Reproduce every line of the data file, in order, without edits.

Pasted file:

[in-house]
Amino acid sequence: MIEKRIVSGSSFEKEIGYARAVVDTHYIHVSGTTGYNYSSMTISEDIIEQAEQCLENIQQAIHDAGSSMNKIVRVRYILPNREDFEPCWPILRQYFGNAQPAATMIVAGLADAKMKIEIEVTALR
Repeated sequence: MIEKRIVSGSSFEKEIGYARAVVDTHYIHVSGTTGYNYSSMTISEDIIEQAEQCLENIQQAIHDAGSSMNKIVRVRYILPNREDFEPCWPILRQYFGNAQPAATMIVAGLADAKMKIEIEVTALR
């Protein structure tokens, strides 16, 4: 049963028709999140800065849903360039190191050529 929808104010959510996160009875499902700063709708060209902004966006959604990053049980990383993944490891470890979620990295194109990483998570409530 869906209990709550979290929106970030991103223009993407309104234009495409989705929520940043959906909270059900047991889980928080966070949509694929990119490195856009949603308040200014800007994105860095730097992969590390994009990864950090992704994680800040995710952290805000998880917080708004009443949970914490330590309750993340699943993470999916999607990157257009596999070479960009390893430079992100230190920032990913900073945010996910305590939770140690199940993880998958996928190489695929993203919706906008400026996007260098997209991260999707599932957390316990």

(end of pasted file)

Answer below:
[in-house]
Amino acid sequence: MIEKRIVSGSSFEKEIGYARAVVDTHYIHVSGTTGYNYSSMTISEDIIEQAEQCLENIQQAIHDAGSSMNKIVRVRYILPNREDFEPCWPILRQYFGNAQPAATMIVAGLADAKMKIEIEVTALR
Repeated sequence: MIEKRIVSGSSFEKEIGYARAVVDTHYIHVSGTTGYNYSSMTISEDIIEQAEQCLENIQQAIHDAGSSMNKIVRVRYILPNREDFEPCWPILRQYFGNAQPAATMIVAGLADAKMKIEIEVTALR
């Protein structure tokens, strides 16, 4: 049963028709999140800065849903360039190191050529 929808104010959510996160009875499902700063709708060209902004966006959604990053049980990383993944490891470890979620990295194109990483998570409530 869906209990709550979290929106970030991103223009993407309104234009495409989705929520940043959906909270059900047991889980928080966070949509694929990119490195856009949603308040200014800007994105860095730097992969590390994009990864950090992704994680800040995710952290805000998880917080708004009443949970914490330590309750993340699943993470999916999607990157257009596999070479960009390893430079992100230190920032990913900073945010996910305590939770140690199940993880998958996928190489695929993203919706906008400026996007260098997209991260999707599932957390316990």